Military-style checkpoints, email campaigns, and Jezebel features, oh my.
Maybe you thought the administration would reign in its attempts to stop Tour de Franzia after being publicly skewered everywhere from MSN to Gawker-owned feminist snarkfest Jezebel to something calling itself “BroBible.” You were wrong. If anything, after begging your parents to stop the mayhem, the powers that be have only stepped up their game, going so far as to email all faculty, have RAs set up military-style checkpoints outside student dorms on the night of the Tour, and threaten to slap students with six judicial points for, uh, “wearing costumes.” Don’t be mad! They’re just trying to keep you safe! Tour de Franzia is dangerous!
Anyway, here’s your definitive guide to everything you’ve been wondering about What the Fuck is the Administration Doing About Tour de Franzia This Year.
Q: When’s Tour de Franzia? How will I find out about it? Is it even happening this year?
A: Who knows, but probably. There’s no fixed date, but in recent years it has occurred during one of the last weekends of the semester. It’s typically announced by an anonymous Facebook profile, “WesParty Guy” (which is deactivated when not in use), as well as via word of mouth and mass texts. There won’t be a Facebook event or whatever, especially after the Great Facebook Event Crackdown of 2010.
O Giant Joint, where art thou?
Someone actually voted for Lil B this year, so I don’t feel bad using this image again.
Our long, national nightmare is over. Following an interview by schmox that rivals the University’s Reaccreditation Self-Study for length, the results of the WSA elections are in: Nicole Updegrove ’14 and Andrew Trexler ’14 will be taking seat as president and vice-president, respectively. (For anyone keeping score at home, this makes Updegrove the first female president of the WSA since Emily Polak ’05 served during the 2004-2005 academic year.) Write-in champion Giant Joint made an especially meager showing this year, receiving only 25 votes for president and 29 votes for vice-president (unless you count those three votes for “big blunt”) after a briefly resurrected social media presence:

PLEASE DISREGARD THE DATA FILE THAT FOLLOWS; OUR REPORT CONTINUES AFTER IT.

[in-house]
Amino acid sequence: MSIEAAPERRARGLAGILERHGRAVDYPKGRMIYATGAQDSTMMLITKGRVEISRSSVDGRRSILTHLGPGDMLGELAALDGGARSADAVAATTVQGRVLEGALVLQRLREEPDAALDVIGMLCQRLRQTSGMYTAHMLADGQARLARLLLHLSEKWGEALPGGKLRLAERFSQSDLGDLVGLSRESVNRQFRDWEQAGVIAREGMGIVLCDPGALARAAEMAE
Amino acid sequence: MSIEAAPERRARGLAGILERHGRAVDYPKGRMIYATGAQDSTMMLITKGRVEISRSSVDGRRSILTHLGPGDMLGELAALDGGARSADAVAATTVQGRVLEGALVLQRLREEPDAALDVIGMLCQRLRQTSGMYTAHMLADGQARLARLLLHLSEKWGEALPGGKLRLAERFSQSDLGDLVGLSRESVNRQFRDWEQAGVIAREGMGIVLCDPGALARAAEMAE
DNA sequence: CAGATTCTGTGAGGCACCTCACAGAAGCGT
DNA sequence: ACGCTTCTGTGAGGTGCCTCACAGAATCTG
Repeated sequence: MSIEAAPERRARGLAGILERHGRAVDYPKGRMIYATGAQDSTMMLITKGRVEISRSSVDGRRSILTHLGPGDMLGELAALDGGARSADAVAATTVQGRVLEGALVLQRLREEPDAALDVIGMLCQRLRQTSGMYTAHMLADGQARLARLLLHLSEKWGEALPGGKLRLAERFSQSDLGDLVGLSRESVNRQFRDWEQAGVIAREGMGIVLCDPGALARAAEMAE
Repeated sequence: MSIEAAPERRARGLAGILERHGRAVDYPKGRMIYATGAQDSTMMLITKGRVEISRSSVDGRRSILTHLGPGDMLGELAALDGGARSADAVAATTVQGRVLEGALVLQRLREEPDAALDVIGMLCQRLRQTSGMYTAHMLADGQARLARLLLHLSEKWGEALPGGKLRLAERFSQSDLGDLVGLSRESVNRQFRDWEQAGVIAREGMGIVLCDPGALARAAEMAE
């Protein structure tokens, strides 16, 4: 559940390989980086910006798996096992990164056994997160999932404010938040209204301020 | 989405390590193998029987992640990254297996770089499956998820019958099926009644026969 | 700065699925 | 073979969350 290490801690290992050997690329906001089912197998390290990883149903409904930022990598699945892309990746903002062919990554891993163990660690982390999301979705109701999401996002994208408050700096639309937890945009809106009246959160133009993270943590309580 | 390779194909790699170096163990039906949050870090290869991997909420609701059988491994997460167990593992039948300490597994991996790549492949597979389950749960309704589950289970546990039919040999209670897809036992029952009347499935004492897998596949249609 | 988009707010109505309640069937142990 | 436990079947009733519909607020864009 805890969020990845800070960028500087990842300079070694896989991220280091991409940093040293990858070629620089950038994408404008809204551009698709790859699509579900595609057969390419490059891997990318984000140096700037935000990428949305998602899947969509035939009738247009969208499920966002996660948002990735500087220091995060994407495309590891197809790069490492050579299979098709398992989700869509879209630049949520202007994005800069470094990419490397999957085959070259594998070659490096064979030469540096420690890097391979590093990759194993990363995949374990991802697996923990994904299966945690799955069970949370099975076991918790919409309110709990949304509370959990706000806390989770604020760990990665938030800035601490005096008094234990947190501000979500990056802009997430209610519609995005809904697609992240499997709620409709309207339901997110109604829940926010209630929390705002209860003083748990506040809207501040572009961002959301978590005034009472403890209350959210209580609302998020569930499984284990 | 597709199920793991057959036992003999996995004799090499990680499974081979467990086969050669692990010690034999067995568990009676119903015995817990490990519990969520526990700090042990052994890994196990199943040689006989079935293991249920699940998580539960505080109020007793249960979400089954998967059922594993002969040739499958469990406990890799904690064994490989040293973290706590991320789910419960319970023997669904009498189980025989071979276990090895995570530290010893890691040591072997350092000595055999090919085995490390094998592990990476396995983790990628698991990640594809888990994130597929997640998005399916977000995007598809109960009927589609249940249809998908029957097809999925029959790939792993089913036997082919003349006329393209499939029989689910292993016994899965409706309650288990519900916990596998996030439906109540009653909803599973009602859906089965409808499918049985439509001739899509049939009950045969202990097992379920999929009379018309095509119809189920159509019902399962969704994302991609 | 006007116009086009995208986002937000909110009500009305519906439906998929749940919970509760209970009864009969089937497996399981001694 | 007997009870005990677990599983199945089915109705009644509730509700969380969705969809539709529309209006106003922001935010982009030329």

As is pretty much traditional at this point, here are some of the most noteworthy write-in votes from the election. You can peruse the full results for yourself here.
The elections for WSA President, WSA Vice President, and Senior Class Officer are now decided. Your representatives for the 2013-2014 school year are:
- Wesleyan Student Assembly